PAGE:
Policeman treated after Salisbury spy poisoning discharged from hospital

Policeman treated after Salisbury spy poisoning discharged from hospital
Policeman Nick Bailey has been discharged from hospital after being exposed to the same military-grade nerve agent used in the poisoning of the Skripals in Salisbury earlier this month.

The Detective Sergeant had been treated at the Salisbury District Hospital since the attack took place on March 4. The Wiltshire police officer was initially in a critical condition, but was able to sit up within days and talk to his family and nursing staff.

Earlier on Thursday a judge gave the green light for doctors to take blood samples of Sergei Skripal and his daughter Yulia so they can be tested by chemical weapons experts. He added it is unknown whether the duo will “regain mental capacity.”

Justice Williams gave the go ahead, following a ruling earlier this week at the Court of Protection, which deals with issues concerning people who are incapable of making decisions for themselves. He said doctors at Salisbury NHS Foundation Trust, where the Skripals remain in critical condition, could provide blood samples to the Organization for the Prohibition of Chemical Weapons (OPCW).

The UK government invited the international chemical weapons experts to collaborate in the investigation of the attempted murder of the former Russian double agent, 66, and 33-year-old Yulia earlier this month. Moscow has repeatedly requested access to samples of the nerve agent used to poison Skripal and his daughter in Salisbury, but has not been granted any, according to the Russian Foreign Ministry.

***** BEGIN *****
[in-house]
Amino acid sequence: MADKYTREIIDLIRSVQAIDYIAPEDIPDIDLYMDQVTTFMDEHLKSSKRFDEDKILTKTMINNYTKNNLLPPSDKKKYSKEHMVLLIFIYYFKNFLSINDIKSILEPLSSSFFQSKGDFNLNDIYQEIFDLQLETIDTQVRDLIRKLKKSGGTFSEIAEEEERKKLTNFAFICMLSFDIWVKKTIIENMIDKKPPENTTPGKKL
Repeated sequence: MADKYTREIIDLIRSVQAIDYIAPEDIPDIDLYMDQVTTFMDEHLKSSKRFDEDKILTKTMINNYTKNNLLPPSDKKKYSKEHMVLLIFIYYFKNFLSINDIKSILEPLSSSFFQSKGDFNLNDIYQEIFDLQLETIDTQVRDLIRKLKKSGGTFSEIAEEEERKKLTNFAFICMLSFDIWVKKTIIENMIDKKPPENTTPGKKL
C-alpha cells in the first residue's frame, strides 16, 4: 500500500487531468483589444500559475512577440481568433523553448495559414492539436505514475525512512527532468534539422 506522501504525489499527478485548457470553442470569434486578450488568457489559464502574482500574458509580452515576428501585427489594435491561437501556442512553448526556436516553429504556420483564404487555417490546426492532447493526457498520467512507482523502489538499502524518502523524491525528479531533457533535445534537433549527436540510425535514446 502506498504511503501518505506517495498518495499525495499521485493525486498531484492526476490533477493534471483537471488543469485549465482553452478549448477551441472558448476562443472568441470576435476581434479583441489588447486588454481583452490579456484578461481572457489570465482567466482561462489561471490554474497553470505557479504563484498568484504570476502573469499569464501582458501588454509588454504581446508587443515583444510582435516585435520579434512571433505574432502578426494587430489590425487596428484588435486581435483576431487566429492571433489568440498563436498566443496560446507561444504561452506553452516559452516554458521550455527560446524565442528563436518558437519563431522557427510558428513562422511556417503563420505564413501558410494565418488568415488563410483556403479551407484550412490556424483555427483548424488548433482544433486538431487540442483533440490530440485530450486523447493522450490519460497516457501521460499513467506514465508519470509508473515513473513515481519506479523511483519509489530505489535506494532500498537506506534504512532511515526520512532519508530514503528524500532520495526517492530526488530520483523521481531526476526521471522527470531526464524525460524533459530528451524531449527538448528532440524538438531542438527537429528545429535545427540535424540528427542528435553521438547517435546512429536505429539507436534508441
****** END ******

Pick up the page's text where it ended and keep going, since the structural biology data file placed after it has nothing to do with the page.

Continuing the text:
READ MORE: ‘Don’t take the words of the British for granted’ – Russia's UK envoy on Skripal case

The court heard the mental capacity of the duo may be compromised to “an unknown and unascertained” degree, and that is it is not possible to know the extent to which they will recover.

The judgement went on to say the analysis of the Skripals’ blood samples by the UK’s chemical weapons facility, Porton Down, indicated they had been exposed to the A-234 nerve agent (also known as Novichok), or a related one.

It comes as it emerged that a second police officer investigating the Salisbury nerve agent attack was treated in hospital over suspected poisoning. He is said to have come into contact with an object that possibly had “secondary contamination”. The PC reported minor symptoms such as skin irritation.

A source told the Daily Mail: “He is receiving treatment at Salisbury General Hospital as an outpatient as his symptoms are not serious enough to warrant him being kept in.”

It comes as Russian ambassador to the UK Alexander Yakovenko said he hoped the OPCW could find answers that Britain had failed to provide to Russia as its teams arrived in Britain.

Speaking at a news conference in London on Thursday, he said: “How was that possible that the British authorities managed to designate the nerve agent use as so-called Novichok [A-234] and its origin so quickly? Could it mean that it’s ‘highly likely’ that the British authorities already had this nerve agent in their chemical laboratory in Porton Down, which is the largest secret military facility in the UK that has been dealing with chemical weapons? Is it a coincidence that this chemical weapons facility is only eight miles away from the site of the incident? How did doctors decide what antidotes to administer to the victims?” he asked.

Responding to Prime Minister Theresa May’s claim that Russia is “culpable” for the attack, the ambassador said the Tory leader had “provided no proof” and the UK Government had “built its official position on pure assumptions”.

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